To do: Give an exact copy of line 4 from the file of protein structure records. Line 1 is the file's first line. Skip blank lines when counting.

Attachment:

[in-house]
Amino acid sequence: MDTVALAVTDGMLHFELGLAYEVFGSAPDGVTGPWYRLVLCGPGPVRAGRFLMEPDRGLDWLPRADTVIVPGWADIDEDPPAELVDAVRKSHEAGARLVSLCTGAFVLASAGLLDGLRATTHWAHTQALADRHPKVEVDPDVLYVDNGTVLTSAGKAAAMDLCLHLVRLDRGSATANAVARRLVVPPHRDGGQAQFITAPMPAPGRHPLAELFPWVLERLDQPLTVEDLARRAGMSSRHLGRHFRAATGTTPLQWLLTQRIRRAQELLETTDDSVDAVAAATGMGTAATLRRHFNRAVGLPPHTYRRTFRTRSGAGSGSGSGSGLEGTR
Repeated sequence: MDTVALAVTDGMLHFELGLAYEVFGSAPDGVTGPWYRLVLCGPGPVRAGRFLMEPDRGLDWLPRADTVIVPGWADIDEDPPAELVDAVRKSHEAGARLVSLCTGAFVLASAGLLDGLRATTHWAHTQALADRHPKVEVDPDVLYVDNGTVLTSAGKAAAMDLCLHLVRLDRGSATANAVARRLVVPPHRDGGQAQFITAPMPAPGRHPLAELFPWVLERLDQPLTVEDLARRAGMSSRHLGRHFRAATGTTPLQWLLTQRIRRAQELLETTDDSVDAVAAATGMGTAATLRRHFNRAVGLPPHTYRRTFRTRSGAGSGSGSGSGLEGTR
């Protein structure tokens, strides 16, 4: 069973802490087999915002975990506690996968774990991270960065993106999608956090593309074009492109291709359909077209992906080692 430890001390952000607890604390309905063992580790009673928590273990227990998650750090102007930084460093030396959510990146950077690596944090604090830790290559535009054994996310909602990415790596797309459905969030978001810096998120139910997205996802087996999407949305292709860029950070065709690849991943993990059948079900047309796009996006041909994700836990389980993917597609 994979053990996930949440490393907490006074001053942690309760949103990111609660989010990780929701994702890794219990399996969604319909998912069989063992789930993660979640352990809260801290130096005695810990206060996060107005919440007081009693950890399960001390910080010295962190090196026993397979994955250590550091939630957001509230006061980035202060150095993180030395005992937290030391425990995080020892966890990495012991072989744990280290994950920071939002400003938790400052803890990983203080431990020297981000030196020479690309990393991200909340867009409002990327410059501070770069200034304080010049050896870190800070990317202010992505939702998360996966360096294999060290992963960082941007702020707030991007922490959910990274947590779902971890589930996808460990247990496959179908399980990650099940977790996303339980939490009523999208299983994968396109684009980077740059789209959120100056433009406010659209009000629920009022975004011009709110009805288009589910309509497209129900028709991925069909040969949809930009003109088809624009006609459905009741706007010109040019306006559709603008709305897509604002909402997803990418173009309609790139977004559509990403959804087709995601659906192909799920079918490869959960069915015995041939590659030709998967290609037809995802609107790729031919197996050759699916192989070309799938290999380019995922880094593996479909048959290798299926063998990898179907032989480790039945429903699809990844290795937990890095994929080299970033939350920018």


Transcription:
């Protein structure tokens, strides 16, 4: 069973802490087999915002975990506690996968774990991270960065993106999608956090593309074009492109291709359909077209992906080692 430890001390952000607890604390309905063992580790009673928590273990227990998650750090102007930084460093030396959510990146950077690596944090604090830790290559535009054994996310909602990415790596797309459905969030978001810096998120139910997205996802087996999407949305292709860029950070065709690849991943993990059948079900047309796009996006041909994700836990389980993917597609 994979053990996930949440490393907490006074001053942690309760949103990111609660989010990780929701994702890794219990399996969604319909998912069989063992789930993660979640352990809260801290130096005695810990206060996060107005919440007081009693950890399960001390910080010295962190090196026993397979994955250590550091939630957001509230006061980035202060150095993180030395005992937290030391425990995080020892966890990495012991072989744990280290994950920071939002400003938790400052803890990983203080431990020297981000030196020479690309990393991200909340867009409002990327410059501070770069200034304080010049050896870190800070990317202010992505939702998360996966360096294999060290992963960082941007702020707030991007922490959910990274947590779902971890589930996808460990247990496959179908399980990650099940977790996303339980939490009523999208299983994968396109684009980077740059789209959120100056433009406010659209009000629920009022975004011009709110009805288009589910309509497209129900028709991925069909040969949809930009003109088809624009006609459905009741706007010109040019306006559709603008709305897509604002909402997803990418173009309609790139977004559509990403959804087709995601659906192909799920079918490869959960069915015995041939590659030709998967290609037809995802609107790729031919197996050759699916192989070309799938290999380019995922880094593996479909048959290798299926063998990898179907032989480790039945429903699809990844290795937990890095994929080299970033939350920018």